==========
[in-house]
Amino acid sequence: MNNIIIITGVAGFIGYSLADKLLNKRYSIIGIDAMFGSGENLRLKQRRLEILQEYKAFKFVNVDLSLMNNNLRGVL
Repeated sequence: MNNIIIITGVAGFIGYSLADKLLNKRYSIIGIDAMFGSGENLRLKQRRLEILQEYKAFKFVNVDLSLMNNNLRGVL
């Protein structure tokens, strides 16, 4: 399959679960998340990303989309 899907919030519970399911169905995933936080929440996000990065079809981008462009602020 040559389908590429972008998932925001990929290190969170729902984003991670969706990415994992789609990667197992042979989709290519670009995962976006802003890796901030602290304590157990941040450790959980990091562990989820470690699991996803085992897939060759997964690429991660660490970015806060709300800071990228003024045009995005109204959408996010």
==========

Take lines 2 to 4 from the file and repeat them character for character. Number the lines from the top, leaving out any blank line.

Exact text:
Amino acid sequence: MNNIIIITGVAGFIGYSLADKLLNKRYSIIGIDAMFGSGENLRLKQRRLEILQEYKAFKFVNVDLSLMNNNLRGVL
Repeated sequence: MNNIIIITGVAGFIGYSLADKLLNKRYSIIGIDAMFGSGENLRLKQRRLEILQEYKAFKFVNVDLSLMNNNLRGVL
């Protein structure tokens, strides 16, 4: 399959679960998340990303989309 899907919030519970399911169905995933936080929440996000990065079809981008462009602020 040559389908590429972008998932925001990929290190969170729902984003991670969706990415994992789609990667197992042979989709290519670009995962976006802003890796901030602290304590157990941040450790959980990091562990989820470690699991996803085992897939060759997964690429991660660490970015806060709300800071990228003024045009995005109204959408996010």